When the game times for the first three games of the season were released in June I will guarantee you that every coach, player, and observer of the program either chuckled, winked, or just thought to themselves that the three day-time kickoffs in September would be a huge advantage to the Cowboys. In most places in this country other than maybe in the southeast you can't duplicate the heat and humidity conditions in Oklahoma in the summer and the "Indian summer" month of September in the middle of the day.
Southeastern Louisiana won't be in a weather conditions mismatch on Sept. 3 at 2:30 p.m., but Central Michigan on Sept. 10 at 11 a.m. and Pittsburgh on Sept. 17 at 2:30 p.m., depending on the weather forecast, could be at major disadvantages. You see during this time with Oklahoma State training, Glass and his staff monitor conditions and work to not put any players at risk but they do use the conditions as part of the training, both physically and mentally.
"We need to get done what we need to get done," Glass said in a recent American Football Coaches Association magazine story. "I think coaches that are doing really well are coaches who are open, guys that look at the variables that are going on and that are able to adapt."
There are other rewards to the players for the work they put in with Glass and his staff. Yes, the training in position specific. Yes, it is designed to help increase performance and win football games.
A recent Twitter exchange provides evidence that the Glass training can be impactual on the beach. Former Oklahoma State slot receiver David Glidden, now working toward his rookie season with the Atlanta Falcons and doing a good job of it, recently gave quarterback Mason Rudolph grief for flexing in a picture with his younger brother, Rock Hill High School senior tight end and defensive end and Clemson bound Logan Rudolph. I'm guessing not every quarterback in the country looks like Rudolph.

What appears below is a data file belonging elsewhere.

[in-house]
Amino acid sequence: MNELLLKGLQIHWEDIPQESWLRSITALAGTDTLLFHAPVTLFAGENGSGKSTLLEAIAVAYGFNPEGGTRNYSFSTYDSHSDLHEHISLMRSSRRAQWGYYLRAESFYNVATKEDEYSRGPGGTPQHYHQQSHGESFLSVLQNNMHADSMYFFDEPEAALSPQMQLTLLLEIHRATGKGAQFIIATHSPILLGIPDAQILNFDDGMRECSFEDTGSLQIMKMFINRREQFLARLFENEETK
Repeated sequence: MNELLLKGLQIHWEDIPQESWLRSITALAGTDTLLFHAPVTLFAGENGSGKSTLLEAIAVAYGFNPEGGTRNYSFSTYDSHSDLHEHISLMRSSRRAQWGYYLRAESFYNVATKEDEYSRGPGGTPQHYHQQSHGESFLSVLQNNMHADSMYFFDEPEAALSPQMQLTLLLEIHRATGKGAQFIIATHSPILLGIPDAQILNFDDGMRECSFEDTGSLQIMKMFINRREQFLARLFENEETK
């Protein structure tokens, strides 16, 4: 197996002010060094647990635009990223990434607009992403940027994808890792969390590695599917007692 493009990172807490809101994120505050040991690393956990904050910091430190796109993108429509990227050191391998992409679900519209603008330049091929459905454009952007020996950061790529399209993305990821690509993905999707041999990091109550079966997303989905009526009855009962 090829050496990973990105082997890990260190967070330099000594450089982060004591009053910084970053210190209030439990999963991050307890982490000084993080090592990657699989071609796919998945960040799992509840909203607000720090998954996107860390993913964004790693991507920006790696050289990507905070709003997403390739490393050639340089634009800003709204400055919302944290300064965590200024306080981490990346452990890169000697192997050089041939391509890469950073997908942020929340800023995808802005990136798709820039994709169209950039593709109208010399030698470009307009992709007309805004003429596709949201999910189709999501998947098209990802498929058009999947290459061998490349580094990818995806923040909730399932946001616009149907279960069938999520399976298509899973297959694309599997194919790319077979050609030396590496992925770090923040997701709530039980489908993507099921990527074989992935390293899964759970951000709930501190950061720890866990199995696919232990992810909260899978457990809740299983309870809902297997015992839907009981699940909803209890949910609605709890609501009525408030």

Glidden, who was back in Stillwater in July getting some work in under Glass and staff to be ready for the Falcons training camp, is not alone, as often, former Cowboys in the NFL come back in the summer to prepare to keep their jobs in the NFL. They come back because they know the Glass training works.
That is what is going on right now. It is not televised, in fact, it isn't written about much. I have access to check out Glass and his staff at work in the weight room and either on the turf at Boone Pickens Stadium or in the Sherman Smith Center. I do it once or twice in the summer, sparingly. Anymore than that and I might be run out. You see this is not the part of the program that is designed for attention and the spotlight, that is Saturday afternoons and evenings, on a secondary basis it is the preparation on the field in August and the spring football workouts.
The summer is where you could say the magic happens and like all good magicians, Glass doesn't want his secrets out there including how that rain storm doesn't hit Stillwater on a Friday morning until those stadium steps have been finished. Glass will tell you there's no magic, just good planning and hard work. That combination has been working for the last 11 years in building Oklahoma State football.